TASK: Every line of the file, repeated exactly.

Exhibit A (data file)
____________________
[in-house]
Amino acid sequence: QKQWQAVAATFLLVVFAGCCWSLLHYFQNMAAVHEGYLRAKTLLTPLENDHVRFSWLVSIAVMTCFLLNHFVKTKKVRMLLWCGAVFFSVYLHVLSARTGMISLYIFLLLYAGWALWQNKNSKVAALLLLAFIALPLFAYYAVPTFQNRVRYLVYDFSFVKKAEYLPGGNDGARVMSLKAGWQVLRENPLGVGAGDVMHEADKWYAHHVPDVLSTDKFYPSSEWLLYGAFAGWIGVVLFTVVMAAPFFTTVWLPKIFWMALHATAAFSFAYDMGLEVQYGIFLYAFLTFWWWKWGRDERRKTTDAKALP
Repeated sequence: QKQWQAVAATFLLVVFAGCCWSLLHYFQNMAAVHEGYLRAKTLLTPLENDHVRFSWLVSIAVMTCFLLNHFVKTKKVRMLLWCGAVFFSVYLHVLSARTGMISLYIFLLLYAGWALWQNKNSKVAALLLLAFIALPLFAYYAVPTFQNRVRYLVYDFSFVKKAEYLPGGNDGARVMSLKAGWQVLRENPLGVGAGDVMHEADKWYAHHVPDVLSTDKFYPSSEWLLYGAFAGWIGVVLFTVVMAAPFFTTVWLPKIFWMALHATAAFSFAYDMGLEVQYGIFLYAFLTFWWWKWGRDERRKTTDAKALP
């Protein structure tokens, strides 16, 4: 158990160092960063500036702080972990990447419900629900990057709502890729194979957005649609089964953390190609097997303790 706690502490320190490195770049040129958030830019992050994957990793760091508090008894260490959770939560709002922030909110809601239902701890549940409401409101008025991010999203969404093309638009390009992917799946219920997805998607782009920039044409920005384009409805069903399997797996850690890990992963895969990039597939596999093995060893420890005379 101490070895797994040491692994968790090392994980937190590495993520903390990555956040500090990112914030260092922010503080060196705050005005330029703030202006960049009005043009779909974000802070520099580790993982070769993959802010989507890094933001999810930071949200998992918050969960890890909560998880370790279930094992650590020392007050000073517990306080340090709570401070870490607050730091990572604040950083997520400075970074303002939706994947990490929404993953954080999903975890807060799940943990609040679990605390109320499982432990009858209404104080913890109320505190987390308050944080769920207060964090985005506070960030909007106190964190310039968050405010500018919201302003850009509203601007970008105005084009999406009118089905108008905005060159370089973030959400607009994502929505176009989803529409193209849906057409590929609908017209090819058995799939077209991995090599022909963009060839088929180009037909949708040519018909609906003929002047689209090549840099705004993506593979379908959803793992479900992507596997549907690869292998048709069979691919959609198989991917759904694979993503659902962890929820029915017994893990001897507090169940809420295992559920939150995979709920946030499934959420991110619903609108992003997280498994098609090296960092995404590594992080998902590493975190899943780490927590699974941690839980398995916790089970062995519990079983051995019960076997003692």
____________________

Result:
[in-house]
Amino acid sequence: QKQWQAVAATFLLVVFAGCCWSLLHYFQNMAAVHEGYLRAKTLLTPLENDHVRFSWLVSIAVMTCFLLNHFVKTKKVRMLLWCGAVFFSVYLHVLSARTGMISLYIFLLLYAGWALWQNKNSKVAALLLLAFIALPLFAYYAVPTFQNRVRYLVYDFSFVKKAEYLPGGNDGARVMSLKAGWQVLRENPLGVGAGDVMHEADKWYAHHVPDVLSTDKFYPSSEWLLYGAFAGWIGVVLFTVVMAAPFFTTVWLPKIFWMALHATAAFSFAYDMGLEVQYGIFLYAFLTFWWWKWGRDERRKTTDAKALP
Repeated sequence: QKQWQAVAATFLLVVFAGCCWSLLHYFQNMAAVHEGYLRAKTLLTPLENDHVRFSWLVSIAVMTCFLLNHFVKTKKVRMLLWCGAVFFSVYLHVLSARTGMISLYIFLLLYAGWALWQNKNSKVAALLLLAFIALPLFAYYAVPTFQNRVRYLVYDFSFVKKAEYLPGGNDGARVMSLKAGWQVLRENPLGVGAGDVMHEADKWYAHHVPDVLSTDKFYPSSEWLLYGAFAGWIGVVLFTVVMAAPFFTTVWLPKIFWMALHATAAFSFAYDMGLEVQYGIFLYAFLTFWWWKWGRDERRKTTDAKALP
């Protein structure tokens, strides 16, 4: 158990160092960063500036702080972990990447419900629900990057709502890729194979957005649609089964953390190609097997303790 706690502490320190490195770049040129958030830019992050994957990793760091508090008894260490959770939560709002922030909110809601239902701890549940409401409101008025991010999203969404093309638009390009992917799946219920997805998607782009920039044409920005384009409805069903399997797996850690890990992963895969990039597939596999093995060893420890005379 101490070895797994040491692994968790090392994980937190590495993520903390990555956040500090990112914030260092922010503080060196705050005005330029703030202006960049009005043009779909974000802070520099580790993982070769993959802010989507890094933001999810930071949200998992918050969960890890909560998880370790279930094992650590020392007050000073517990306080340090709570401070870490607050730091990572604040950083997520400075970074303002939706994947990490929404993953954080999903975890807060799940943990609040679990605390109320499982432990009858209404104080913890109320505190987390308050944080769920207060964090985005506070960030909007106190964190310039968050405010500018919201302003850009509203601007970008105005084009999406009118089905108008905005060159370089973030959400607009994502929505176009989803529409193209849906057409590929609908017209090819058995799939077209991995090599022909963009060839088929180009037909949708040519018909609906003929002047689209090549840099705004993506593979379908959803793992479900992507596997549907690869292998048709069979691919959609198989991917759904694979993503659902962890929820029915017994893990001897507090169940809420295992559920939150995979709920946030499934959420991110619903609108992003997280498994098609090296960092995404590594992080998902590493975190899943780490927590699974941690839980398995916790089970062995519990079983051995019960076997003692």